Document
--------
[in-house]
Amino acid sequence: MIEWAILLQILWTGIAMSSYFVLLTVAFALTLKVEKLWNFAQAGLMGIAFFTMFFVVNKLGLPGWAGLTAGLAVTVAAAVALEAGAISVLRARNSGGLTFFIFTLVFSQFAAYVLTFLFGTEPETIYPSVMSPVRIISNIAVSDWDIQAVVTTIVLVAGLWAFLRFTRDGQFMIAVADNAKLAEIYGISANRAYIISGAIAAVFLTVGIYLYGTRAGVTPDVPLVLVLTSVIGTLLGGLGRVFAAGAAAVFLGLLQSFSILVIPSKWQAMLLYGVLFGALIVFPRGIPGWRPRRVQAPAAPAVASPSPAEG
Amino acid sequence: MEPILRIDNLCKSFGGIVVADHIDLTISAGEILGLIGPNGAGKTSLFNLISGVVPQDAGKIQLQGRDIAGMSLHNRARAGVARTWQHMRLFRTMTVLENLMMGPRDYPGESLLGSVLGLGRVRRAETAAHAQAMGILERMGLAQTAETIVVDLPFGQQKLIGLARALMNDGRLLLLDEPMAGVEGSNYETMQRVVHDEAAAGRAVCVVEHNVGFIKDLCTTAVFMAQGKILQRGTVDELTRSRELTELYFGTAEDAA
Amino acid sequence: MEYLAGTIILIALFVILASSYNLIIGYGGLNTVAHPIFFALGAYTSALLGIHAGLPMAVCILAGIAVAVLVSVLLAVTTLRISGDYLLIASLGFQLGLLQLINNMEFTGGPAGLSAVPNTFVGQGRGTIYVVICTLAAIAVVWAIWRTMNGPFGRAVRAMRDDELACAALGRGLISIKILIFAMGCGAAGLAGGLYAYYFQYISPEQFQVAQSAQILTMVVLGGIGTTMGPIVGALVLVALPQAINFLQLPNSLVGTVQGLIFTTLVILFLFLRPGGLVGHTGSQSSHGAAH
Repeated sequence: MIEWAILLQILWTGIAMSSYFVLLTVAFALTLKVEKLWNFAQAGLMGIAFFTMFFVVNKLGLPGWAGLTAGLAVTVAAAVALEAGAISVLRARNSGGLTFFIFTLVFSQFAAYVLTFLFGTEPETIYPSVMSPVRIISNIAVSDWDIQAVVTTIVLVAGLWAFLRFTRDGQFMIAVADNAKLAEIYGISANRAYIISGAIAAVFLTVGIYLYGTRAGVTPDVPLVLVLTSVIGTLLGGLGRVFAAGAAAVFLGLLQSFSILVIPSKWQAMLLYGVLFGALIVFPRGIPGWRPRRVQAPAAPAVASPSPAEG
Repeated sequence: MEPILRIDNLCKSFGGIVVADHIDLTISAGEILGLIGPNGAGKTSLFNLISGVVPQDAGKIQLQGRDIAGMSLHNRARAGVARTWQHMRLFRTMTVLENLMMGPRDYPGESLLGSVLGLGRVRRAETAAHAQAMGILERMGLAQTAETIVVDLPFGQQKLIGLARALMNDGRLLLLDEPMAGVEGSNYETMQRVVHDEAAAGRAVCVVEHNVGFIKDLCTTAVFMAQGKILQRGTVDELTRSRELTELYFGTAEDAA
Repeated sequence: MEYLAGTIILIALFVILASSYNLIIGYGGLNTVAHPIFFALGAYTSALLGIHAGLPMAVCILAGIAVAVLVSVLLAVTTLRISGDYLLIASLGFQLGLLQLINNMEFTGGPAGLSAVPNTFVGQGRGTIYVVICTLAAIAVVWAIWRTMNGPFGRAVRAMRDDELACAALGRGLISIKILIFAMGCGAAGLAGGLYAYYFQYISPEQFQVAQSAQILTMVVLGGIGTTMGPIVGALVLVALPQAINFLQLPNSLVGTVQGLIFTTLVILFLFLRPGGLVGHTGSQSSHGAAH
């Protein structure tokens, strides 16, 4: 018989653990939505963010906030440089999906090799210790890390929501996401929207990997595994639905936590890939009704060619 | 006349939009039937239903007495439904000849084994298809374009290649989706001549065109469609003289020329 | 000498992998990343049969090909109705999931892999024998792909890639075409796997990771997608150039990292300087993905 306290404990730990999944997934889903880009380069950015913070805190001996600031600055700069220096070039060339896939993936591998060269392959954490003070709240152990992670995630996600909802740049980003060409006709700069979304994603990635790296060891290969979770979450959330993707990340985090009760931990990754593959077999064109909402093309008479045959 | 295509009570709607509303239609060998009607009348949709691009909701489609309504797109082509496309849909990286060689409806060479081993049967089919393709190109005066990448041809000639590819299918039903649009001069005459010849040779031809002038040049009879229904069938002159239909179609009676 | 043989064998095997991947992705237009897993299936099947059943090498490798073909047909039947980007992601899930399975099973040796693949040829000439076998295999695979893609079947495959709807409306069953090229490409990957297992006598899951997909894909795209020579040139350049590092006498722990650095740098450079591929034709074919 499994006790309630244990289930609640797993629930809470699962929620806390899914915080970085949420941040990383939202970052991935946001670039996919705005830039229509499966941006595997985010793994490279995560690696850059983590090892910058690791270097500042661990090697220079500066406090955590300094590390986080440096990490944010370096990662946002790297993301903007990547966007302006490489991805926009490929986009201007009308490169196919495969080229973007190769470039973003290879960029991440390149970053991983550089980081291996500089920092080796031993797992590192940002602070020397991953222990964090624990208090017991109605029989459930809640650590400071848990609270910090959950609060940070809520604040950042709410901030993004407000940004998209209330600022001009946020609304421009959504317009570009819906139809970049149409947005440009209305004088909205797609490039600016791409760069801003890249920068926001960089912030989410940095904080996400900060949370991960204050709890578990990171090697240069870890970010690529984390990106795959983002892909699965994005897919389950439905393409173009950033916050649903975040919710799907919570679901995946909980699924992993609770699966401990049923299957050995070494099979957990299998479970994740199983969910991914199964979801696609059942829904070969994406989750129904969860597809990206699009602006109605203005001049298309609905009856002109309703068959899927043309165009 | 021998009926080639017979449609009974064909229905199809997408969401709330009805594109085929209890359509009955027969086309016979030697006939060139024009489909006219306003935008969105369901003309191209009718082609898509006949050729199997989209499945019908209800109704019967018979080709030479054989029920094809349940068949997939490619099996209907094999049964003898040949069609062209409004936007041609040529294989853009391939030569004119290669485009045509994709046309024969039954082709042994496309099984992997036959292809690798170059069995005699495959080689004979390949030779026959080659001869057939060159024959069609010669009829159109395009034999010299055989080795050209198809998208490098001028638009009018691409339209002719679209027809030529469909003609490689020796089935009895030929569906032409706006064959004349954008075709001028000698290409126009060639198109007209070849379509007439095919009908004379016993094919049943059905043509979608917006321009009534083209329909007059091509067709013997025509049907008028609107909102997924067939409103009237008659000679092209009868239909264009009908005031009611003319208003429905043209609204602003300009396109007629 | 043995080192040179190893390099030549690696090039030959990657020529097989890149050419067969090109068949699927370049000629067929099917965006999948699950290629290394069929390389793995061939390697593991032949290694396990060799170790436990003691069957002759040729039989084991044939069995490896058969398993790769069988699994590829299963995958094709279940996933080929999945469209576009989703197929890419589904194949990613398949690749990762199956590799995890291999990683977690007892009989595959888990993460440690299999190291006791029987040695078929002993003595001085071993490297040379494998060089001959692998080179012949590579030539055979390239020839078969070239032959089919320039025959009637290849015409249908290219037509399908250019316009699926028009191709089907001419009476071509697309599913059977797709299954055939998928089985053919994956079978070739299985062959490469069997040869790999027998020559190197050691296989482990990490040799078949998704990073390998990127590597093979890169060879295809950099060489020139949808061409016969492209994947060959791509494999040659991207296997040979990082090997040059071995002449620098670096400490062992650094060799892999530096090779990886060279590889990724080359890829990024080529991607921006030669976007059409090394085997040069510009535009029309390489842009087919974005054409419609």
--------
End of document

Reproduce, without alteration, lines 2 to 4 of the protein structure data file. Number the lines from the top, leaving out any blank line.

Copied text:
Amino acid sequence: MIEWAILLQILWTGIAMSSYFVLLTVAFALTLKVEKLWNFAQAGLMGIAFFTMFFVVNKLGLPGWAGLTAGLAVTVAAAVALEAGAISVLRARNSGGLTFFIFTLVFSQFAAYVLTFLFGTEPETIYPSVMSPVRIISNIAVSDWDIQAVVTTIVLVAGLWAFLRFTRDGQFMIAVADNAKLAEIYGISANRAYIISGAIAAVFLTVGIYLYGTRAGVTPDVPLVLVLTSVIGTLLGGLGRVFAAGAAAVFLGLLQSFSILVIPSKWQAMLLYGVLFGALIVFPRGIPGWRPRRVQAPAAPAVASPSPAEG
Amino acid sequence: MEPILRIDNLCKSFGGIVVADHIDLTISAGEILGLIGPNGAGKTSLFNLISGVVPQDAGKIQLQGRDIAGMSLHNRARAGVARTWQHMRLFRTMTVLENLMMGPRDYPGESLLGSVLGLGRVRRAETAAHAQAMGILERMGLAQTAETIVVDLPFGQQKLIGLARALMNDGRLLLLDEPMAGVEGSNYETMQRVVHDEAAAGRAVCVVEHNVGFIKDLCTTAVFMAQGKILQRGTVDELTRSRELTELYFGTAEDAA
Amino acid sequence: MEYLAGTIILIALFVILASSYNLIIGYGGLNTVAHPIFFALGAYTSALLGIHAGLPMAVCILAGIAVAVLVSVLLAVTTLRISGDYLLIASLGFQLGLLQLINNMEFTGGPAGLSAVPNTFVGQGRGTIYVVICTLAAIAVVWAIWRTMNGPFGRAVRAMRDDELACAALGRGLISIKILIFAMGCGAAGLAGGLYAYYFQYISPEQFQVAQSAQILTMVVLGGIGTTMGPIVGALVLVALPQAINFLQLPNSLVGTVQGLIFTTLVILFLFLRPGGLVGHTGSQSSHGAAH